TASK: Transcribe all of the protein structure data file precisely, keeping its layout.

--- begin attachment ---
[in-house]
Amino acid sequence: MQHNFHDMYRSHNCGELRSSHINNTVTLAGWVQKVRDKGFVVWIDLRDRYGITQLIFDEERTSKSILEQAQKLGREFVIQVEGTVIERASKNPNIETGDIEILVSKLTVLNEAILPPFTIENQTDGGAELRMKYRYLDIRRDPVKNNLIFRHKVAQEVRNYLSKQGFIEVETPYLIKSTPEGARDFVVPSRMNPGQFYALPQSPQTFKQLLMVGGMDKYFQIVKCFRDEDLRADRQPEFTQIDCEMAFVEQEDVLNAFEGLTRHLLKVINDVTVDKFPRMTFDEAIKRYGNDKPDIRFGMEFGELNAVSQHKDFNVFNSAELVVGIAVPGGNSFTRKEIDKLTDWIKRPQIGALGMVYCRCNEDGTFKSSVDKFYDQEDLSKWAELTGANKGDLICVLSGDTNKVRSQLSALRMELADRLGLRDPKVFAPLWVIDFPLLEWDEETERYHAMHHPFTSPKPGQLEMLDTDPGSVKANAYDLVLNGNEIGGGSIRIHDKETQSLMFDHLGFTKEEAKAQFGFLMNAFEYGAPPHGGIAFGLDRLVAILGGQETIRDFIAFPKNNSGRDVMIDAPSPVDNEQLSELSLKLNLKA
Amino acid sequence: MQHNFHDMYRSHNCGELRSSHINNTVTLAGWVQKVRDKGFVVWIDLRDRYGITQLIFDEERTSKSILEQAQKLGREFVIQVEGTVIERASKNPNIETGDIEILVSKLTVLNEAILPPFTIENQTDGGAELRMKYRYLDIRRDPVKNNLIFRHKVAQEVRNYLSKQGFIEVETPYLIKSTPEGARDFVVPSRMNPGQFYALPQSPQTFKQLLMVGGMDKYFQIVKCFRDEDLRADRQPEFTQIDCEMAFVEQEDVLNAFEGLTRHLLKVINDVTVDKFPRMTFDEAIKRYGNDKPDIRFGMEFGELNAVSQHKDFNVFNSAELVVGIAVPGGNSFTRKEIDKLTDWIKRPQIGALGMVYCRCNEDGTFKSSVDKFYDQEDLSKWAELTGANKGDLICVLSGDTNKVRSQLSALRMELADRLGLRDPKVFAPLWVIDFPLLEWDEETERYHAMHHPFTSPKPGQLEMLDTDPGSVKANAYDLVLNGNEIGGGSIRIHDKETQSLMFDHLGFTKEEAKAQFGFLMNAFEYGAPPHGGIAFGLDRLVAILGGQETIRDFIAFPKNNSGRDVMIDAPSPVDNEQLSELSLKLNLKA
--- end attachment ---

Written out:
[in-house]
Amino acid sequence: MQHNFHDMYRSHNCGELRSSHINNTVTLAGWVQKVRDKGFVVWIDLRDRYGITQLIFDEERTSKSILEQAQKLGREFVIQVEGTVIERASKNPNIETGDIEILVSKLTVLNEAILPPFTIENQTDGGAELRMKYRYLDIRRDPVKNNLIFRHKVAQEVRNYLSKQGFIEVETPYLIKSTPEGARDFVVPSRMNPGQFYALPQSPQTFKQLLMVGGMDKYFQIVKCFRDEDLRADRQPEFTQIDCEMAFVEQEDVLNAFEGLTRHLLKVINDVTVDKFPRMTFDEAIKRYGNDKPDIRFGMEFGELNAVSQHKDFNVFNSAELVVGIAVPGGNSFTRKEIDKLTDWIKRPQIGALGMVYCRCNEDGTFKSSVDKFYDQEDLSKWAELTGANKGDLICVLSGDTNKVRSQLSALRMELADRLGLRDPKVFAPLWVIDFPLLEWDEETERYHAMHHPFTSPKPGQLEMLDTDPGSVKANAYDLVLNGNEIGGGSIRIHDKETQSLMFDHLGFTKEEAKAQFGFLMNAFEYGAPPHGGIAFGLDRLVAILGGQETIRDFIAFPKNNSGRDVMIDAPSPVDNEQLSELSLKLNLKA
Amino acid sequence: MQHNFHDMYRSHNCGELRSSHINNTVTLAGWVQKVRDKGFVVWIDLRDRYGITQLIFDEERTSKSILEQAQKLGREFVIQVEGTVIERASKNPNIETGDIEILVSKLTVLNEAILPPFTIENQTDGGAELRMKYRYLDIRRDPVKNNLIFRHKVAQEVRNYLSKQGFIEVETPYLIKSTPEGARDFVVPSRMNPGQFYALPQSPQTFKQLLMVGGMDKYFQIVKCFRDEDLRADRQPEFTQIDCEMAFVEQEDVLNAFEGLTRHLLKVINDVTVDKFPRMTFDEAIKRYGNDKPDIRFGMEFGELNAVSQHKDFNVFNSAELVVGIAVPGGNSFTRKEIDKLTDWIKRPQIGALGMVYCRCNEDGTFKSSVDKFYDQEDLSKWAELTGANKGDLICVLSGDTNKVRSQLSALRMELADRLGLRDPKVFAPLWVIDFPLLEWDEETERYHAMHHPFTSPKPGQLEMLDTDPGSVKANAYDLVLNGNEIGGGSIRIHDKETQSLMFDHLGFTKEEAKAQFGFLMNAFEYGAPPHGGIAFGLDRLVAILGGQETIRDFIAFPKNNSGRDVMIDAPSPVDNEQLSELSLKLNLKA